Things that cannot be provided in private markets through private purchasing power, or where “The Invisible Hand” of the market fails or cannot be insured to provide this good or value. Things that cannot be “traded” in the same sense. Not all things can be reduced to individual private trade among parties of private ownership. Some things cannot be privately owned to be traded. Clean air is one classic example. Rivers, streams, lakes could plausibly somehow be bought and owned by a person, but this is almost certainly not pragmatically possible and will thus be under some common ownership of a state or off limits for private consumption. Since these entities go through many different locations, the pollution of them can affect everyone.
Private market signals cannot do everything. Besides fostering economic opportunity, redistribution is needed to ensure that all Americans obtain a minimal standard of living. Market forces alone will not necessarily provide a minimally adequate income to everyone. Whether due to personal circumstance or ill fortune, some people inevitably will be unable to earn sufficient income to care for themselves or their families. Even for libertarians, leaving some citizens destitute and starving is not acceptable. In fact, one of the most effective “safety net” programs, the Earned Income Tax Cr (EITC), derives from Friedman’s proposal, in the 1960s, for a negative income tax. The idea is to use the tax system to supplement the incomes of those earning very low wages. Under the EITC, low-wage earners submit a tax return like everyone else, but instead of being assessed a tax, they receive from the IRS a check to raise their income. This program compensates somewhat for the fact that not all wages offered in the marketplace, even if one works long hours, are sufficient to support a decent standard of living. In this case, government does not replace the market but supplements it activity. (Libertarian Illusion, location 1284)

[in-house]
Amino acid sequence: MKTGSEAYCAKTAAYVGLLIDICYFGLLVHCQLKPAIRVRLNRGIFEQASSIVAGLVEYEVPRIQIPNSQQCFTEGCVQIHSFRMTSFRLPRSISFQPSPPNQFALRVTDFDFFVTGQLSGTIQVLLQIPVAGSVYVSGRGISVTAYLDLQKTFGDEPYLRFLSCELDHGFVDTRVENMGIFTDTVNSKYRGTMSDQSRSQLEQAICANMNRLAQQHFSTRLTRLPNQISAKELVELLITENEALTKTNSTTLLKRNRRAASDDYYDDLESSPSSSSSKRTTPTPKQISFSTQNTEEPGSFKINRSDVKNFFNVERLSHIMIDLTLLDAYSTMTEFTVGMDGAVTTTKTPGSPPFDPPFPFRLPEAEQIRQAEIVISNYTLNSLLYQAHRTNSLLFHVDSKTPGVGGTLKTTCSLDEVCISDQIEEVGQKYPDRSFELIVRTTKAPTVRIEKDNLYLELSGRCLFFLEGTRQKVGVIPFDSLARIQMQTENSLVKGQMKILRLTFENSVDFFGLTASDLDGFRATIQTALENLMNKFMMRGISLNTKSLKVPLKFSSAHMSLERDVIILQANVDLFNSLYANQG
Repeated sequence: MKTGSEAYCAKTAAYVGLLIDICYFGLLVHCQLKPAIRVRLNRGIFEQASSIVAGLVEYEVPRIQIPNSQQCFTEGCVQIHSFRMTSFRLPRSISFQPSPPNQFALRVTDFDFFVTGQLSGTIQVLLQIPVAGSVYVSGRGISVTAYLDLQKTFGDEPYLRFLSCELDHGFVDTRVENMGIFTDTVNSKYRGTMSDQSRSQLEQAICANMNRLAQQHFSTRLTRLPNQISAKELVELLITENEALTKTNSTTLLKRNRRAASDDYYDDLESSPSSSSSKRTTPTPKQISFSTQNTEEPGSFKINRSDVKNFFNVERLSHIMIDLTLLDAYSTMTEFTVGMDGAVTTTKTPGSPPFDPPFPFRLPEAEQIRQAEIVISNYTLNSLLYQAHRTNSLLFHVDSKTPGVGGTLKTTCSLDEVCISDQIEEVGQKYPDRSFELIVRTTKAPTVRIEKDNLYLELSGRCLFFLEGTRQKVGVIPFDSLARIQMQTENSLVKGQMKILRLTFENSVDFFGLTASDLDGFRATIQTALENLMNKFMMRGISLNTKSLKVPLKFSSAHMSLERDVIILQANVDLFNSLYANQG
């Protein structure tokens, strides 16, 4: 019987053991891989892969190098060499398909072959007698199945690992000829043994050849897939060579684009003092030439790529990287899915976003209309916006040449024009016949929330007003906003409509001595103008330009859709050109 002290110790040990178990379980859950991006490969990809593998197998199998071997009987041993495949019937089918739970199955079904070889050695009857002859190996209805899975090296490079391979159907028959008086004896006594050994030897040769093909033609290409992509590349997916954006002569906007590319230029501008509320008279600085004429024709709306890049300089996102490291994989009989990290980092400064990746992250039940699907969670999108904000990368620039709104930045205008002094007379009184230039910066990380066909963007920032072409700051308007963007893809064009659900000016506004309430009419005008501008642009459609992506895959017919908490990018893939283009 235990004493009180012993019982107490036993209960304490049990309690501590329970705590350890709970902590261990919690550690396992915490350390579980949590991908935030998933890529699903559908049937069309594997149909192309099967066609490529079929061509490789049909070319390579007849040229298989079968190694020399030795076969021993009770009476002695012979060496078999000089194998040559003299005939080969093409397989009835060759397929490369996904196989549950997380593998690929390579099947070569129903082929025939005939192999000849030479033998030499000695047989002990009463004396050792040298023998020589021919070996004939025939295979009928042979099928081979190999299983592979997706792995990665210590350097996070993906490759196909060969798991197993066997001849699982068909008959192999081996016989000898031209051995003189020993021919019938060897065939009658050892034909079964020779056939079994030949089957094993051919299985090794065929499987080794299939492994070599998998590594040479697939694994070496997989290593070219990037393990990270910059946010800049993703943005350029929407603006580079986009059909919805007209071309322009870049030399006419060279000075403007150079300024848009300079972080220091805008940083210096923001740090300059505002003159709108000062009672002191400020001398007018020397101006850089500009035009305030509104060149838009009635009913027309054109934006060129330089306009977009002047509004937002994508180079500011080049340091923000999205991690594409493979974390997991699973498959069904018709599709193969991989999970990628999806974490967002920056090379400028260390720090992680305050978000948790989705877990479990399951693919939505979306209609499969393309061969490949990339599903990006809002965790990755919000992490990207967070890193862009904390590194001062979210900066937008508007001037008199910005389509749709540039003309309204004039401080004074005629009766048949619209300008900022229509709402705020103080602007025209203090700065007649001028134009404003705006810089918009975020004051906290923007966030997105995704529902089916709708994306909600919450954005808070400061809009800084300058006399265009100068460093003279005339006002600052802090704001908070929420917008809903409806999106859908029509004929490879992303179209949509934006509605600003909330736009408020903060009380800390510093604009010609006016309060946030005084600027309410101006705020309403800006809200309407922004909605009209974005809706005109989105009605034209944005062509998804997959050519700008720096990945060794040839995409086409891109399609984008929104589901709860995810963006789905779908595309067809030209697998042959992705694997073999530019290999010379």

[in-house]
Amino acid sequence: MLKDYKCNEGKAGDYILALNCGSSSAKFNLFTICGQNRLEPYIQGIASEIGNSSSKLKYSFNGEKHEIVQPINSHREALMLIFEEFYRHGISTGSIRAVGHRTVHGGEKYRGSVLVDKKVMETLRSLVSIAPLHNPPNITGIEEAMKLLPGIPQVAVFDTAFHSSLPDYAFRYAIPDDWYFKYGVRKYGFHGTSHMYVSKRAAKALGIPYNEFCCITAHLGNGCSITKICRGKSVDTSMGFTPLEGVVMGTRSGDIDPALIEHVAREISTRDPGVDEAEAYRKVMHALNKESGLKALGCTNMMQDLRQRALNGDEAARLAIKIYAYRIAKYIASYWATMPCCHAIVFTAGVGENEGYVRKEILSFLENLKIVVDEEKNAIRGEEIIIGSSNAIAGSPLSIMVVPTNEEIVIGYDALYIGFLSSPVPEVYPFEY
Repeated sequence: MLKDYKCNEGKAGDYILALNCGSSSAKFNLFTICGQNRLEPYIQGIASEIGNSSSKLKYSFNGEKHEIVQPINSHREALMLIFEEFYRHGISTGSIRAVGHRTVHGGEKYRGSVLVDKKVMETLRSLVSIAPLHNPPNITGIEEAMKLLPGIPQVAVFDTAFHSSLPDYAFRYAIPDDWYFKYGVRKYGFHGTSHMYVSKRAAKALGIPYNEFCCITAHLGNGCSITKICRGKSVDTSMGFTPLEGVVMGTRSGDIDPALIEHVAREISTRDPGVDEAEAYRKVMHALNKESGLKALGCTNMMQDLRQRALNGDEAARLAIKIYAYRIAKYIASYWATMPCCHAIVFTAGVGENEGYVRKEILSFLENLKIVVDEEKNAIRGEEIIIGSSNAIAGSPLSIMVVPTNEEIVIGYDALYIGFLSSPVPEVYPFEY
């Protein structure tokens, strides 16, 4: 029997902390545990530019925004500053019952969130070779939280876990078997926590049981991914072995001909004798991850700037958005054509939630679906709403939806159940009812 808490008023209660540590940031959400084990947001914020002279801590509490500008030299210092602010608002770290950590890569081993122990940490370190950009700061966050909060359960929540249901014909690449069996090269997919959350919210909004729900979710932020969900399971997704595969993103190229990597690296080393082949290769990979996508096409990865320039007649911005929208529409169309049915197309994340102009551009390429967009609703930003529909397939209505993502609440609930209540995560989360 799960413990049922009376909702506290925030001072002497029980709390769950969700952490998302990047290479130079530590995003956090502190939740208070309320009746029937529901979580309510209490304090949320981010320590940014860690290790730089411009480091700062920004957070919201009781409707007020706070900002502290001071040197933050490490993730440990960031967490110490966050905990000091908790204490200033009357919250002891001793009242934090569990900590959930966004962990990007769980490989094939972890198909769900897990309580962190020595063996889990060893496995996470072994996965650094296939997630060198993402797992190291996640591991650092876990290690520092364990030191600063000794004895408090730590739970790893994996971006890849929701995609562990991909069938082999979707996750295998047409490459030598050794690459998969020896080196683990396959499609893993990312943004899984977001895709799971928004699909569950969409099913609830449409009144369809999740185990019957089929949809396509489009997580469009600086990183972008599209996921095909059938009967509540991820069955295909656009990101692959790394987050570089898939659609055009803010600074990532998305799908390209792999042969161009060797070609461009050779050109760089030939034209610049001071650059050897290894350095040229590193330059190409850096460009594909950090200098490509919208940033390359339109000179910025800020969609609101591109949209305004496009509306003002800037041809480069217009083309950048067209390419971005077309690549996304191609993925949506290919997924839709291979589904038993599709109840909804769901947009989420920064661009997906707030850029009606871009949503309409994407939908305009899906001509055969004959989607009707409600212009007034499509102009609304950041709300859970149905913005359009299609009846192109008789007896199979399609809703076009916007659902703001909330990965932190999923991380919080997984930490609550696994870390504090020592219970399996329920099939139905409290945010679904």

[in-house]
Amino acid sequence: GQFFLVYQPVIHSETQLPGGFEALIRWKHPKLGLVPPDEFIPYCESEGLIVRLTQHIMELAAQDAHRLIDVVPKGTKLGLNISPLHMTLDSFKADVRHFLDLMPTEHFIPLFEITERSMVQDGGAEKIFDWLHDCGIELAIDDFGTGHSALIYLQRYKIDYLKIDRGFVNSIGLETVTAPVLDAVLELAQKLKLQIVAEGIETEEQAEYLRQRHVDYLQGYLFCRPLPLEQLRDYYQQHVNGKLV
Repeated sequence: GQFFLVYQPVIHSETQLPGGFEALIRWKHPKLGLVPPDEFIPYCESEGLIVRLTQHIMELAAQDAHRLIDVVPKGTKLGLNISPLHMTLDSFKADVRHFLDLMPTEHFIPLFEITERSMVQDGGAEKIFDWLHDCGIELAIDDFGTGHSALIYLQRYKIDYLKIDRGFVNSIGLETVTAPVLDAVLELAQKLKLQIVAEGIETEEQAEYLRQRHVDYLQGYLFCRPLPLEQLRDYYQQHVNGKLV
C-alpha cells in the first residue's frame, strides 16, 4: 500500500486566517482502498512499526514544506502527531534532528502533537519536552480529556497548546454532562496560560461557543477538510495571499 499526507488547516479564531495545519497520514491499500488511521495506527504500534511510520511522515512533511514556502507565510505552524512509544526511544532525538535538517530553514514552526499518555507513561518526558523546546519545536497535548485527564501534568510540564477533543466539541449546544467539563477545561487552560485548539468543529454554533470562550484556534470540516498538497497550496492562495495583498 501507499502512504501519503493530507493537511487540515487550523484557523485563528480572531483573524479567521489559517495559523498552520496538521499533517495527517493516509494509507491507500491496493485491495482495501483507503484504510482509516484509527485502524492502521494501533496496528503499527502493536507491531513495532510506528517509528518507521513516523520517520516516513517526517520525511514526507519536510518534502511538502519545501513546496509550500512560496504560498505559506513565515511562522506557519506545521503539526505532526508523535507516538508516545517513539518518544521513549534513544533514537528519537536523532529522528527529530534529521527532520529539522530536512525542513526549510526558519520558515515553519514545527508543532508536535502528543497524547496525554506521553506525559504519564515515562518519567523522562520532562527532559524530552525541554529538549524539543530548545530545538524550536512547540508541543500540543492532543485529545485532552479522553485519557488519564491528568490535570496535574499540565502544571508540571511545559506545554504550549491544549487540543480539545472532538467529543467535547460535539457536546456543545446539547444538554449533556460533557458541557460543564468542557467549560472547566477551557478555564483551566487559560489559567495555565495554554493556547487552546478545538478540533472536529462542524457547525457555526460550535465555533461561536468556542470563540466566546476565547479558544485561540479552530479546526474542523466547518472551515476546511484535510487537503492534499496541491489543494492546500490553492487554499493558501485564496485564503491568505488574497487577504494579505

Redistribution and Failure of Market Signals – one of Laura Tellers friends, some asshole economist, asked simply “Why do you suppose anyone would go hungry in a free market?” Or some other stupid but equivalent question. While ee know the answer, often is hard to come up with the exact answer when not in that mindspace. Well here is about as good of a answer as they come, and its true. Simpky put, some poeples wages won’t afford them the cost of living.